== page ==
From adolescence, we’ve been socialized to inquire about our partners’ intimate numbers. In seventh grade, it’s “how many people have you kissed?” In high school, the question expands to “how many people have you hooked up with?” Approaching adulthood, the question stops at “how many people have you sexed?” While curiosity about your partner’s past lovers is normal, it’s the primary intent behind these questions that make them unnecessary. Typically, lovers request numbers in fear of contracting sexually transmitted diseases or as a potential way to measure the likelihood of infidelity. The problem is that most people lie, forget, or downright refuse to disclose their numerical sexual history. Thus, it’s better to inquire about your partner’s history of sexual health and preference in terms of dating lifestyles.

When’s the last time you’ve been tested? That’s the first question you should ask to inquire about someone’s sexual health. Once your partner provides an answer, you should consider whether the testing date was recent enough for you to feel comfortable. If so, you should ask to see their test results and then inquire if they’ve had unprotected sex with anyone else since or shortly prior to the testing date. If they have or the test dates aren’t recent, you should request that your partner get tested again. In the meantime, you should use caution and have protected sex, both in terms of penetration and oral.

If you had taken the other route and asked, “how many sexual partners have you had?” It’s likely that the person would feel judged and frankly, you probably wouldn’t get an honest answer. Somewhere between college and post-graduate life, I stopped counting my partners, as I felt the question was invasive and irrelevant to a contemporary relationship. If I sat down and thought about it, I could recall my entire sexual history and count my partners. But I feel it’s unnecessary unless there’s a health threatening circumstance in which I have to tell someone that they might have something. Thankfully, I’ve never been there. I always get tested for everything under the sun in addition to having the test results available for my new partner’s viewing. I’m also willing to be upfront about any partners or unprotected circumstances (very few in general) that I’ve had since my last test date. These days, I can count my yearly total of sexual partners on one hand. But regardless, I feel like the numbers game is simply a way of drawing judgment on someone’s sexual history instead of sticking to the medical facts.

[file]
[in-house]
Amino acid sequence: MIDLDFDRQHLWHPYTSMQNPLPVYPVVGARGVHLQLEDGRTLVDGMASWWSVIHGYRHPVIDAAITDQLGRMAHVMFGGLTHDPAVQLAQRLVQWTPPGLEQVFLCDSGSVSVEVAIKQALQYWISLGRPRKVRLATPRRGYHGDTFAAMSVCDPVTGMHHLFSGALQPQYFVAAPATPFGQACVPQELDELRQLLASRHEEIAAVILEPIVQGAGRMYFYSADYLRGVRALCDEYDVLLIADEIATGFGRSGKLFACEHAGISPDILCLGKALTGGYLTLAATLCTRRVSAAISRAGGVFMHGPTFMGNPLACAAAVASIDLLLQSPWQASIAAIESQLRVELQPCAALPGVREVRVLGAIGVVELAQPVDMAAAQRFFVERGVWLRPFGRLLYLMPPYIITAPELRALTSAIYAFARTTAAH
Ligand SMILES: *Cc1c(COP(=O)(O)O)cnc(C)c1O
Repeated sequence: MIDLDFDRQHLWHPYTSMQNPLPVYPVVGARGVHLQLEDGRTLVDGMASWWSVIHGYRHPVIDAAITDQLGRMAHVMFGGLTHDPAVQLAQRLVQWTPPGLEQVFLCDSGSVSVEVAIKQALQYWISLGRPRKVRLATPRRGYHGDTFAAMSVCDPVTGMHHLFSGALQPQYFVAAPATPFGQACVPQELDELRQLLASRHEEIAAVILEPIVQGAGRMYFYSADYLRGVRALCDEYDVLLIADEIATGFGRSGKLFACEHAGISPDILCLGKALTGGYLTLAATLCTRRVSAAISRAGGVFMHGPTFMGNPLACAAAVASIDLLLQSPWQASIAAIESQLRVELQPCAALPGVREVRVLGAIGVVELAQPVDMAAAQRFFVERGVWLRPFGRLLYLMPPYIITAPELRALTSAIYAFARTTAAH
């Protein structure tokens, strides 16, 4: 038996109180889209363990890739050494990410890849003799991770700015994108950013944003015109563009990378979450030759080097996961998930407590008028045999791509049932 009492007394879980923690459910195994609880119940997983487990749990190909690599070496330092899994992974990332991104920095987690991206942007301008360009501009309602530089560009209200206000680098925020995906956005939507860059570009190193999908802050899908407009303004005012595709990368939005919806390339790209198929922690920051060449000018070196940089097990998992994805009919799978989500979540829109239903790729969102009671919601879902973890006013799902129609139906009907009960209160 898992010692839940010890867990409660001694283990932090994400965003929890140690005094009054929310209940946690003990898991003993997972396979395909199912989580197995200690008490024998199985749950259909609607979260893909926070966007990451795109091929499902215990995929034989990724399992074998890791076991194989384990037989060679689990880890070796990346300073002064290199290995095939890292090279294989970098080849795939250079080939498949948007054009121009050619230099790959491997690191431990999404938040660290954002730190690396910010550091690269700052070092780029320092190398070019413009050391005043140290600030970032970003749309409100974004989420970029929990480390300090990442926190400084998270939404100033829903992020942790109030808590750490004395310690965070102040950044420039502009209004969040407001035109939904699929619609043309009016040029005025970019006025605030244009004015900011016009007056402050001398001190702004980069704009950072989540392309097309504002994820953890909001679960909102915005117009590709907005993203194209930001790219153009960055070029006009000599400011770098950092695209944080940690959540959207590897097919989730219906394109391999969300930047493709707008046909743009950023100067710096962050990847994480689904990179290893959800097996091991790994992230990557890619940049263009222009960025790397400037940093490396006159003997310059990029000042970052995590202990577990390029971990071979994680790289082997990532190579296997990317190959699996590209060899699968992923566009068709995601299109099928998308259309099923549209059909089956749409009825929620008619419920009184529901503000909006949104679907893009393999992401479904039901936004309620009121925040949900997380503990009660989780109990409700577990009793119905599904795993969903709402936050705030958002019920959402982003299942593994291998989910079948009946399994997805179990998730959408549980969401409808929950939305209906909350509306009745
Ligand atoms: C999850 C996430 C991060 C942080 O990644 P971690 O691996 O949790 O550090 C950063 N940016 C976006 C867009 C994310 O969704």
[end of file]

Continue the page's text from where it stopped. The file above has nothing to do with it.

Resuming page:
Often, I’d discuss the numbers game with my male friends and ask their perceptions of women that couldn’t count their total of sexual partners on two hands. Most replied with the typical assumption that she’s “loose,” not monogamy material, STD ridden, and can’t keep her panties herself, which is loaded with all sorts of gender biases, particularly since none of these male friends could do the same. I proceeded to ask if they’d sleep better at night if the woman were dishonest about her numbers. Interestingly enough, just about all replied yes.

So what’s the real reason that people play the numbers game? If it were really about sexual health, we’d just get right to the point and ask for test results. Do you disclose your number of past lovers to new partners? Is the question truly irrelevant so long as everyone is safe and willing to share his or her test results? Weigh in.

Like Us On Facebook Follow Us On Twitter